For Wagner the legend is the reflection of a previous reality sublimated in popular poetry. Within the great clusters of primitive legends there is always an earlier Idea and then its incarnation in a reality, that when sublimated produces the legend. The earlier idea in this case, the primitive one, is the solar struggle, the Sun, the combat of the solar against the Dragon, against the Cave, the Night. The eternal and cyclic struggle of life and death. Similar to the idea in Greek mythology of the fight between Apollo (God of the Sun) and the Python snake. And this incarnates in the hero, in a Siegfried, a Chlodio, in “`a lineage of heroes, the Welsa… or the Wibelinen… Nibelungen, the dwellers of the Mists… When the Wibelinen defeat the Romans, the Dragon, they take their treasure and aspire to dominate the world that belongs to them in the same way that it belonged to Siegfried. The Franks, the Nibelungen people, are for Wagner already the Nibelungen, in that they have become conscious of their Ideal Treasure and their Destiny, and are leading the German ‘Alemanni’, Bavarians, Thuringians, Saxons… because the Franks eliminate their royal families and make them into dependencies. This is the lineage that descends to Charlemagne. In Nordic myth Wagner also finds Nifelheim, the Land of Mists, and reference to the Niflungar, the Nibelungen, but there converted into children of the mists, miners and sons of the Soil.

The treasure of the Nibelungen and the Frankish royal lineage

On defeating the Dragon, the Romans, the empire ‘of another lineage’, of the darkness, Chlodio takes the Treasure, perhaps the Roman Imperial Standards, not so much in their physical as in their spiritual value. Legend has it that when Chlodio died his children, except one even younger, were left in the care of his cousin Merwig, of the Merwegau clan, linked logically by blood with Chlodio and the royal Wibelinen lineage. This cousin kills Chlodio’s children and succeeds him, appropriating the Treasure, and this is the origin of the name of the Merovingians. But a son of Chlodio survives, and upheld by the people this son will return in his lineage as the ‘Pepins’ (popular name of endearment given to them by the people, since their triumph was due to popular support), thus becoming the first-born root that will descend to Charlemagne. Wagner reminds us that in one of the legends of the Nibelungen, Siegfried de Morungen (of Merwegau, the Merovingian lineage), when he conquers the Treasure of the Nibelungen, refuses to share it with the children of the Nibelungen as he had promised and keeps it instead. Be that as it may, we come to a primitive root stock, the Wibelins, the Nibelungen, keepers of the Ideal Treasure, confident in their rights over the world, heroes and imperial princes, who establish that feeling as that of Charlemagne’s empire, together with the Avar Treasure of Charlemagne, famous in his time. Wagner devotes a chapter to explain how in Frankish legends a Trojan origin is claimed for the Frankish clan, considered to be continuators of Priam, in an attempt to record the distant, oriental origin of the first-stage Sacred City of the Clan. At every moment the Carolingian lineage feel themselves to be the blood ‘descendants’ of that ideal primitive Soil.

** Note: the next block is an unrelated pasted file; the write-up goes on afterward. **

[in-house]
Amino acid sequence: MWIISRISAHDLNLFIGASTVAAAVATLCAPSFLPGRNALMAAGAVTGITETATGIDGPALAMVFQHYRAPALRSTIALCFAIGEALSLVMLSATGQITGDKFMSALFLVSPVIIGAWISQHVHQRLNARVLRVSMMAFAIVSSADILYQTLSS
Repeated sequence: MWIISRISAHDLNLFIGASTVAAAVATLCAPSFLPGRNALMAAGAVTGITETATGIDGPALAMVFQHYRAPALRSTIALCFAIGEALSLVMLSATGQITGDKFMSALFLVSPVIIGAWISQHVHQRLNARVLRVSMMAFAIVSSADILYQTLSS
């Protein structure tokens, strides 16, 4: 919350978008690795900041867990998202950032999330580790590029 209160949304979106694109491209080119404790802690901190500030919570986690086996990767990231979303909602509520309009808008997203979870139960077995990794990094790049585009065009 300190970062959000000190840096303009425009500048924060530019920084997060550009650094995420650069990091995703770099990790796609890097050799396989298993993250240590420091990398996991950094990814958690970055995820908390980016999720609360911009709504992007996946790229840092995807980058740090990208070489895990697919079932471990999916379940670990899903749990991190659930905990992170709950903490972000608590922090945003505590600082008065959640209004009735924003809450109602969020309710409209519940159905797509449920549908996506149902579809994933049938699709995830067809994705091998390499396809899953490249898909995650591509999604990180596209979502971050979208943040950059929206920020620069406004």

The Welfs or Guelphs and the Nibelungen or Ghibellines

Wagner finds a Germanic legend about the ‘Welfe’ lineage, name that means ‘fed by the mother’, by the mother wolves, and that in itself means ‘son of a true mother’. This Swabian clan refuses to accept the royal investiture at the hands of the Frankish lineage of Charlemagne, thus refusing to accept their dependence. This is the rebellion against the Nibelungen, against the Imperium. When later, already in historic times, the Empire arrived on the Italian lands, as we shall see, with the Italians pronouncing the German names in the form in which they have come down into our current language: Welfe replaced with Guelphs, Wibellnen with Ghibellines. Words with meanings similar to those of the legend, but with connotations that we shall see later when we understand how the initial Frankish legend and the ideal Carolingian Empire evolved historically, whose Nibelungen origin Wagner has come to base on his studies in the Frankish and Germanic legends.

The Ghibelline Empire and Frederick I Barbarossa